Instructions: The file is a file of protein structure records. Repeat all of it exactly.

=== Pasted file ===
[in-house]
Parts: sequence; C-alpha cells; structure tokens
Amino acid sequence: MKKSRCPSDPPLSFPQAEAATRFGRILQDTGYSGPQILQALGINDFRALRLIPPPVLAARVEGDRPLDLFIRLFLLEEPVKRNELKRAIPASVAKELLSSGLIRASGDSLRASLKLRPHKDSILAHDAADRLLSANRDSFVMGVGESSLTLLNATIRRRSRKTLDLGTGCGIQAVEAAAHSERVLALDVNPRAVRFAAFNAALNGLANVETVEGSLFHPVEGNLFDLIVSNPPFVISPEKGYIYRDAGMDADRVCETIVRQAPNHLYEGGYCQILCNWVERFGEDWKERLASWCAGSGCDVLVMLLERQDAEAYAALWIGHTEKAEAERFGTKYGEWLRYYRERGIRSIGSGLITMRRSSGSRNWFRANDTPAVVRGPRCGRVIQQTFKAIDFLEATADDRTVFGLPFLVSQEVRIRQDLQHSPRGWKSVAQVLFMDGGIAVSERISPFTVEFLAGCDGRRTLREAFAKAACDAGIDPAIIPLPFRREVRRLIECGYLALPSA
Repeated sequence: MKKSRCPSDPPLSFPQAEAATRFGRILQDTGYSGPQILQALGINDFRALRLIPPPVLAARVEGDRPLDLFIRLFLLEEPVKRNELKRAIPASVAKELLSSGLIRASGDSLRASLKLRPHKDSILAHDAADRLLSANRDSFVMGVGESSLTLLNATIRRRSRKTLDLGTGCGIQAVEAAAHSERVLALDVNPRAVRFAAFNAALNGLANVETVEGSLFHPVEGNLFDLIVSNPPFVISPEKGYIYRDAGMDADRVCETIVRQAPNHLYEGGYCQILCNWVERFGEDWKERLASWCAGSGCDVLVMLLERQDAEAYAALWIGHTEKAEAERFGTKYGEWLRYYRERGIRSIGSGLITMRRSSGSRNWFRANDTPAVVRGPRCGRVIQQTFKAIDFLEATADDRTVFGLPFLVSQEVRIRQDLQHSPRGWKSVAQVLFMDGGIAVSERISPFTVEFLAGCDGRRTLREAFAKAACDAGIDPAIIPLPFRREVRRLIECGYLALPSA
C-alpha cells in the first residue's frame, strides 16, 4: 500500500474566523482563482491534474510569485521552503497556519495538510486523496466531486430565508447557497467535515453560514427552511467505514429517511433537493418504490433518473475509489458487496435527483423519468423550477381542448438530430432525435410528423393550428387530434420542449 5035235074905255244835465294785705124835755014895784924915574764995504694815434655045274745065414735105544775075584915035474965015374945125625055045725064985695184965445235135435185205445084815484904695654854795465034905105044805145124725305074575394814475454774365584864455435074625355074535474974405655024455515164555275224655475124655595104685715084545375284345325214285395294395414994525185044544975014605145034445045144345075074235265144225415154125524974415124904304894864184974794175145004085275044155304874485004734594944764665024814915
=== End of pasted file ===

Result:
[in-house]
Parts: sequence; C-alpha cells; structure tokens
Amino acid sequence: MKKSRCPSDPPLSFPQAEAATRFGRILQDTGYSGPQILQALGINDFRALRLIPPPVLAARVEGDRPLDLFIRLFLLEEPVKRNELKRAIPASVAKELLSSGLIRASGDSLRASLKLRPHKDSILAHDAADRLLSANRDSFVMGVGESSLTLLNATIRRRSRKTLDLGTGCGIQAVEAAAHSERVLALDVNPRAVRFAAFNAALNGLANVETVEGSLFHPVEGNLFDLIVSNPPFVISPEKGYIYRDAGMDADRVCETIVRQAPNHLYEGGYCQILCNWVERFGEDWKERLASWCAGSGCDVLVMLLERQDAEAYAALWIGHTEKAEAERFGTKYGEWLRYYRERGIRSIGSGLITMRRSSGSRNWFRANDTPAVVRGPRCGRVIQQTFKAIDFLEATADDRTVFGLPFLVSQEVRIRQDLQHSPRGWKSVAQVLFMDGGIAVSERISPFTVEFLAGCDGRRTLREAFAKAACDAGIDPAIIPLPFRREVRRLIECGYLALPSA
Repeated sequence: MKKSRCPSDPPLSFPQAEAATRFGRILQDTGYSGPQILQALGINDFRALRLIPPPVLAARVEGDRPLDLFIRLFLLEEPVKRNELKRAIPASVAKELLSSGLIRASGDSLRASLKLRPHKDSILAHDAADRLLSANRDSFVMGVGESSLTLLNATIRRRSRKTLDLGTGCGIQAVEAAAHSERVLALDVNPRAVRFAAFNAALNGLANVETVEGSLFHPVEGNLFDLIVSNPPFVISPEKGYIYRDAGMDADRVCETIVRQAPNHLYEGGYCQILCNWVERFGEDWKERLASWCAGSGCDVLVMLLERQDAEAYAALWIGHTEKAEAERFGTKYGEWLRYYRERGIRSIGSGLITMRRSSGSRNWFRANDTPAVVRGPRCGRVIQQTFKAIDFLEATADDRTVFGLPFLVSQEVRIRQDLQHSPRGWKSVAQVLFMDGGIAVSERISPFTVEFLAGCDGRRTLREAFAKAACDAGIDPAIIPLPFRREVRRLIECGYLALPSA
C-alpha cells in the first residue's frame, strides 16, 4: 500500500474566523482563482491534474510569485521552503497556519495538510486523496466531486430565508447557497467535515453560514427552511467505514429517511433537493418504490433518473475509489458487496435527483423519468423550477381542448438530430432525435410528423393550428387530434420542449 5035235074905255244835465294785705124835755014895784924915574764995504694815434655045274745065414735105544775075584915035474965015374945125625055045725064985695184965445235135435185205445084815484904695654854795465034905105044805145124725305074575394814475454774365584864455435074625355074535474974405655024455515164555275224655475124655595104685715084545375284345325214285395294395414994525185044544975014605145034445045144345075074235265144225415154125524974415124904304894864184974794175145004085275044155304874485004734594944764665024814915